In the fall of 1951 a sign was posted beside a U.S. Air Force squadron headquarters: El toro es mas fuerte que la bala (The bull is mightier than the bullet). The sign testified to the recent creation of ARCS (Air Resupply and Communications Service), an Air Force enterprise in psychological warfare prompted by North Korea's invasion of South Korea the previous year. One of ARCS' critical duties was the creation and delivery of military propaganda to the enemy, and the author of this book, then an Air Force lieutenant, became an expert in the production and distribution of propaganda via leaflets.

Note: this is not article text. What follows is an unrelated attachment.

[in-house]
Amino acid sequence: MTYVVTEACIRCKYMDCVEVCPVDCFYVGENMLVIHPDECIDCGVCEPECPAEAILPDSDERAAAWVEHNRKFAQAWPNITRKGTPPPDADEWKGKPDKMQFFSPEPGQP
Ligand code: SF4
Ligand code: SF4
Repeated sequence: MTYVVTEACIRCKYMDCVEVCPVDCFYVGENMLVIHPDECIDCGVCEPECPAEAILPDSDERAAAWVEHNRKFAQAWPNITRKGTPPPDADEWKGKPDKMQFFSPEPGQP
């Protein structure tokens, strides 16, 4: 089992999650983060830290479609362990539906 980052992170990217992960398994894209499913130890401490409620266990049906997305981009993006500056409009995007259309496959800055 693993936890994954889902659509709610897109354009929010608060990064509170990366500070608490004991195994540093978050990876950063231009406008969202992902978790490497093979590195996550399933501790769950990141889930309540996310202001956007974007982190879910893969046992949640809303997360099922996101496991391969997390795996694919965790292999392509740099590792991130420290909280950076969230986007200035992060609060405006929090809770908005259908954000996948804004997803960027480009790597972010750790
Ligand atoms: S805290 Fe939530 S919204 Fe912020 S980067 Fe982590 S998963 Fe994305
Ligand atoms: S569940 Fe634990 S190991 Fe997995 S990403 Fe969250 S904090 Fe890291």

Campbell's time in Korea became an extended adventure in applied psychology. Among the many useful features of this rare Korean War memoir are Campbell's insights into the philosophies of Communist and democratic countries that would shape each other throughout the Cold War as the superpowers struggled for the hearts and minds of countries in Asia, Africa, and Latin America. The psy-ops struggles to manipulate America's adversaries set the stage for forty years of subtle and not-so-subtle attempts to sway the enemy by nonlethal means.